You know, some changes since the end of the season at New England. We've had those in the past. It's not something we haven't dealt with before. Scott, again, no way I could express into words how much he's meant to us.
It's been great working with Nick (Caserio) and to bring Floyd (Reese) into the organization. Floyd and I go back quite a ways - too far - but it's been great. It's only been a few weeks with Floyd. But I've had a long relationship with Nick, both on the coaching end of it, the scouting end of it. He's done a lot of different things for us and done them all very well.
It's been very invigorating working with him and Floyd over the past few weeks pulling things together on all fronts. We're preparing for the draft and free agency, and some of our current player and personnel situations, kind of re-organizing and revamping some things in the personnel department. That's been a good experience, and as much as we'll miss Scott, we're moving on in that direction.
Brad Sealy was one of the coaches I held over when I got to New England. He did a tremendous job for us. Sorry to see him move on, at the same time, it's great to be re-united with Scott O'Brien. There's no coach that I respect more than Scott
O'Brien. He did a tremendous job for me at Cleveland. I think the world of him and what he does. He's very thorough. I've learned an awful lot from my five years with Scott in Cleveland as far as evaluating players. I coached special teams for 8 years. He certainly does it a lot better than I did. I've learned an awful lot from him, through our association in Cleveland and our continuing friendship. So, it's great to have him back.
Dom Capers was a class guy, one of the classiest people in our business. I'm happy for him. His new position at Green Bay, I'm sure he'll do a great job there. He has a great defensive mind, he's had a tremendous career. Josh Boyer will move into that spot in the secondary. Josh is one of the guys that's started at the bottom and worked his way up. He's worked hard, and done a great job for us. I'm sure he'll do well in that spot. Same thing at tight end with Pete (Mangurian) getting an opportunity to re-unite with Raheem (Morris). They were at Cornell, of course. He's going to coach the offensive line, which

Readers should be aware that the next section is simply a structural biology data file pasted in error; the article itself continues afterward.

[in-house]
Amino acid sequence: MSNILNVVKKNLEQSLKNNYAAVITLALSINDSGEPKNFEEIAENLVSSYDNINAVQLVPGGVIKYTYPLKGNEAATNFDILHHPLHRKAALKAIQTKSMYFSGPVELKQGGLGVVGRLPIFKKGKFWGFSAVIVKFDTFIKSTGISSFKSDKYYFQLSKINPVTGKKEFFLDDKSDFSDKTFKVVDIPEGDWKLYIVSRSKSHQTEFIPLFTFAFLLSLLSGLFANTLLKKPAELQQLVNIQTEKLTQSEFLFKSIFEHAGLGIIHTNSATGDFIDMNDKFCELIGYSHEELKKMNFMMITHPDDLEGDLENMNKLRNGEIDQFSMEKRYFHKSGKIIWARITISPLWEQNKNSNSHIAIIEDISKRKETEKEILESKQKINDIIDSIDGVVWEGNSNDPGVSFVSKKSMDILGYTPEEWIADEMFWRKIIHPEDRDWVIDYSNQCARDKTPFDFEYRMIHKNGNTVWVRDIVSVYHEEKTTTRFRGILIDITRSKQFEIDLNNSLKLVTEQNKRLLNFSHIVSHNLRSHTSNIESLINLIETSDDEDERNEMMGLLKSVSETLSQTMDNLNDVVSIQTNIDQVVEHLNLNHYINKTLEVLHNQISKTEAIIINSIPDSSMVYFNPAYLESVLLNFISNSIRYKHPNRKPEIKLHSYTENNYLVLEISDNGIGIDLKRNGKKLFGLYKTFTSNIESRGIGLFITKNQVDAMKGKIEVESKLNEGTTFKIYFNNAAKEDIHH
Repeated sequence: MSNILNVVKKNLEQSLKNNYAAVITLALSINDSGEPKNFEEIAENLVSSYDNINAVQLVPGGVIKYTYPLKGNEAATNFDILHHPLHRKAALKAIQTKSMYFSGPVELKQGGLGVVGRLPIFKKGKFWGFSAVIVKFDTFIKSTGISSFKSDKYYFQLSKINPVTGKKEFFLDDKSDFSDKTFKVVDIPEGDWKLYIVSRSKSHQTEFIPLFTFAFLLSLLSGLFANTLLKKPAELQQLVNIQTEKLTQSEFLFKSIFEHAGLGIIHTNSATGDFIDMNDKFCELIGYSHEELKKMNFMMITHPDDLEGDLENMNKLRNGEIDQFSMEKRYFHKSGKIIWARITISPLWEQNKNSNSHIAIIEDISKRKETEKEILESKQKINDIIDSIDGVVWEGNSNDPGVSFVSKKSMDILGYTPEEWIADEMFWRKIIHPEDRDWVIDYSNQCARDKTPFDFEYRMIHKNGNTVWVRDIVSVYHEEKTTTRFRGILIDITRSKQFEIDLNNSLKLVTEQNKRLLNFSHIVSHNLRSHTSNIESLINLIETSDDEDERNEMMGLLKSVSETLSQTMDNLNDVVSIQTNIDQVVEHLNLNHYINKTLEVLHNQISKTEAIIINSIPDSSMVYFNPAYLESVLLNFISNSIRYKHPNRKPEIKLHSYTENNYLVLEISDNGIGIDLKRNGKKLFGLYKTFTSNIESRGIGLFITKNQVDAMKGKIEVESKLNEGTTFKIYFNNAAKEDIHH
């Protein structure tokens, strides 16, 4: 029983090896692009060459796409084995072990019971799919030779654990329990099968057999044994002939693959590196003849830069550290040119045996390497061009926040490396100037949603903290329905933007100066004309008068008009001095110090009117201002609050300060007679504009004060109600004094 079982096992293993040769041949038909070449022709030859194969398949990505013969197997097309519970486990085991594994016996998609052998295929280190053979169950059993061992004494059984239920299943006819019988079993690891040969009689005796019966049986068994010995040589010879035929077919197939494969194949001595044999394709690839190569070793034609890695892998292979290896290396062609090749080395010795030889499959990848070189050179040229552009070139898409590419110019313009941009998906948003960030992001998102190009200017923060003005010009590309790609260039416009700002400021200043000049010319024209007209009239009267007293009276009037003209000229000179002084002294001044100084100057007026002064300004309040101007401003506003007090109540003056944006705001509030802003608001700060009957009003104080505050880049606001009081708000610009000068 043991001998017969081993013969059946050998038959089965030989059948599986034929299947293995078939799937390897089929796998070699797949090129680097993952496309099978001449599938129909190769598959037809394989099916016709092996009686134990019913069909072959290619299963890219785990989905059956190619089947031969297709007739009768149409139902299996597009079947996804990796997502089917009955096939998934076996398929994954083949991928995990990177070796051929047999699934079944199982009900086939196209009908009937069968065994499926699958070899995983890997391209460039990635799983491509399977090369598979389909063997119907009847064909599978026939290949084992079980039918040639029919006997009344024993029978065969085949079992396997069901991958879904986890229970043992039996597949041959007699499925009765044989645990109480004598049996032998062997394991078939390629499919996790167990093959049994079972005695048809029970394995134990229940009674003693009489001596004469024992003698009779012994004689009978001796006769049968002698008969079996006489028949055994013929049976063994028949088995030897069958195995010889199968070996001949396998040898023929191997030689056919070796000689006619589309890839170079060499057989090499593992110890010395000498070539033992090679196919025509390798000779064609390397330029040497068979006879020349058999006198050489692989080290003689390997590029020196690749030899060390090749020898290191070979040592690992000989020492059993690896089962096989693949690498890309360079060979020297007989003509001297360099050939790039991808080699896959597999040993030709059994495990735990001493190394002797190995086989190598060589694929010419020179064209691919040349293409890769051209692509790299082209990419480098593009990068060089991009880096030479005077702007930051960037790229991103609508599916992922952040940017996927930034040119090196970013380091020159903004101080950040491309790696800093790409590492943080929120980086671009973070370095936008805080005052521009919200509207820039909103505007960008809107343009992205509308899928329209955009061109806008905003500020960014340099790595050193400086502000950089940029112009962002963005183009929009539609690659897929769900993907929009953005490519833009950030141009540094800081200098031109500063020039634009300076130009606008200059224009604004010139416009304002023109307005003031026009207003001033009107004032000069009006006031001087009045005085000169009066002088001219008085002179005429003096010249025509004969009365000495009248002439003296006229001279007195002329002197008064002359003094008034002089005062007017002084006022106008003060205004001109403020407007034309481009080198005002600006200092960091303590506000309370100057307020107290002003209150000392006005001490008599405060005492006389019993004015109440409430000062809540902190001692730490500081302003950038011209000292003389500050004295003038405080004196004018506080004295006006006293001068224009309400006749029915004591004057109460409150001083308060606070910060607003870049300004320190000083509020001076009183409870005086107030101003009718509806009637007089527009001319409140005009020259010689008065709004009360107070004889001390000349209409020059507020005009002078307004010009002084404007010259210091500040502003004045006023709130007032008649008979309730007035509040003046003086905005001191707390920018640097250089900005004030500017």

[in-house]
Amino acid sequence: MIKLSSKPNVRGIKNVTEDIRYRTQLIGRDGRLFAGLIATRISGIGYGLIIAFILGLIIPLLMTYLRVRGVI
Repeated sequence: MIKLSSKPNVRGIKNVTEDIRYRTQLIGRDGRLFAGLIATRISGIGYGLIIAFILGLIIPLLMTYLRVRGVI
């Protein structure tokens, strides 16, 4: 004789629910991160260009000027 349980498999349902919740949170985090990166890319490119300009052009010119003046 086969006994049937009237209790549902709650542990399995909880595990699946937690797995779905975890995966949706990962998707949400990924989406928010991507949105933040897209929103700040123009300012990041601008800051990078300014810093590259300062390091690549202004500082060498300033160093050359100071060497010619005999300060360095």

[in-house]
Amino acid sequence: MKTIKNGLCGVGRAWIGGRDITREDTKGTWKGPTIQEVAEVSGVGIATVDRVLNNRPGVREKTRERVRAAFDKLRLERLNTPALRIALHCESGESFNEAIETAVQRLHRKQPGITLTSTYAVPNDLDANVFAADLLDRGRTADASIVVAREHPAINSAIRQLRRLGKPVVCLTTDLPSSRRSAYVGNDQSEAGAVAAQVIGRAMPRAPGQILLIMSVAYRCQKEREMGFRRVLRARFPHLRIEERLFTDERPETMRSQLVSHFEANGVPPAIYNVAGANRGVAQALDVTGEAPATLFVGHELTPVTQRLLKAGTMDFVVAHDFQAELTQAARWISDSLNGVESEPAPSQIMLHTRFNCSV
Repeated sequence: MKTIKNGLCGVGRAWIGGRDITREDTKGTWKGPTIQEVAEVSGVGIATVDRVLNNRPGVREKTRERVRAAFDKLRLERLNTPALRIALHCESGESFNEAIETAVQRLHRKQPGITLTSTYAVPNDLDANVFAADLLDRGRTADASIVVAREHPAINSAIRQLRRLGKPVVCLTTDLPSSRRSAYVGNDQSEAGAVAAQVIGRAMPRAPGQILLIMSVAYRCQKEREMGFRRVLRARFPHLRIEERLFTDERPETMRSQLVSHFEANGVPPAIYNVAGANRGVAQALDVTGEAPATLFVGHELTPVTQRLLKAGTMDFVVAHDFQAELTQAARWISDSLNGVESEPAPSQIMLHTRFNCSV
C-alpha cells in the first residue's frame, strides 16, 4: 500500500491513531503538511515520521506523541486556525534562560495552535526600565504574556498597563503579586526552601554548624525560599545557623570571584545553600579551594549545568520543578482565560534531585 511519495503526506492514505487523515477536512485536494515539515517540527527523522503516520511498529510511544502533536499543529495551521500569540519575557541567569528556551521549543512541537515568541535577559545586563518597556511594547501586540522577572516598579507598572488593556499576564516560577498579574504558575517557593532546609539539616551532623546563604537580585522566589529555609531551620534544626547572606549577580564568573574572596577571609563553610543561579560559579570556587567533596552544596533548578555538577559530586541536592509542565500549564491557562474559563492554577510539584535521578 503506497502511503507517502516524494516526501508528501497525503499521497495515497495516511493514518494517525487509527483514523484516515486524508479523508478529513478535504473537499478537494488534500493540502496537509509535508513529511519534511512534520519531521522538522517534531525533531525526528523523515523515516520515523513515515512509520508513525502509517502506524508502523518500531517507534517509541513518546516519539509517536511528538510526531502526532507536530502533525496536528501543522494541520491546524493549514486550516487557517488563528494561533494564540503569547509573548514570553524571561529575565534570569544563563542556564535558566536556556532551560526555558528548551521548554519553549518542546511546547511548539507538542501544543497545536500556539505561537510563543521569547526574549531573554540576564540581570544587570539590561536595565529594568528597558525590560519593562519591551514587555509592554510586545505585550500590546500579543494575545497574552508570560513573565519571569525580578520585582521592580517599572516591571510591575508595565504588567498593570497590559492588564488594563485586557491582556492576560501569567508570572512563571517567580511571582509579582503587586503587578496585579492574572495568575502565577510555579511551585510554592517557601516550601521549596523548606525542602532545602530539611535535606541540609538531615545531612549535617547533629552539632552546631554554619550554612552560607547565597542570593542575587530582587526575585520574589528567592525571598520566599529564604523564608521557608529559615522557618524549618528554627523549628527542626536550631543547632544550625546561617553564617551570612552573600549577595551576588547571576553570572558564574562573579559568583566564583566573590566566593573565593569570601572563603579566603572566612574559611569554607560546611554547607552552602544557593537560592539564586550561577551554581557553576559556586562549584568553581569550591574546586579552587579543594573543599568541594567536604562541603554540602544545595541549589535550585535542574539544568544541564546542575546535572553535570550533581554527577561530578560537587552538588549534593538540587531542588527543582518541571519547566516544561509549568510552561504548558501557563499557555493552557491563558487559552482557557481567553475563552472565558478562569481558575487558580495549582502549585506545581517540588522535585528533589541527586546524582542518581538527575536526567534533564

I know is a passion of his. Shane (Waldron) is a guy who came to us at the bottom. Went and spent a few years with Charlie (Weis), came back last year. So he'll be working with the tight ends this year. I think that's a responsibility he deserves. He'll do a good job at. I couldn't say enough about Josh (McDaniels). That's certainly a loss personally. I consider Josh a great friend, certainly a great coach. Charlie came in 2000 when I came in, and did a tremendous job with our offense. We won championships, and we took it to a very productive level, and then Josh took that, and I think has continued to have it grow and expand as we've been able to maintain continuity within our system both with coaches and with players. I'm sure Josh will do a great job in Denver on all fronts. He's worked in every of our organization, personnel, defense, offense. He's very knowledgeable in every area of the game. That's a great addition for the Broncos, certainly a loss for us. It's an opportunity for other coaches on our staff to move up. We'll kind of change a little bit of our offensive staff around. That's still not quite complete yet. I won't comment on that any further other than, to talk about the situation with Shane replacing Pete at tight ends. Those are some of the changes we've had on our end.
As we head into free agency, i'm sure there will be more changes, there always are. We'll be active with trying to improve our team, whatever way we can. I wouldn't at this time be able to give you any updates on personel situations, contracts, or any injury updates, things like that. Right now, we're just trying to evaluate the players at the Combine, and we'll get back and prepare for the coming free agency period at the end of the week.
It's been a busy off season. I feel like it's been a productive one. We have a lot of work to do, like all the other 31 teams in the league. Again, it's been kind of fun to see some of the people here that meant so much to our team, and my career over the years.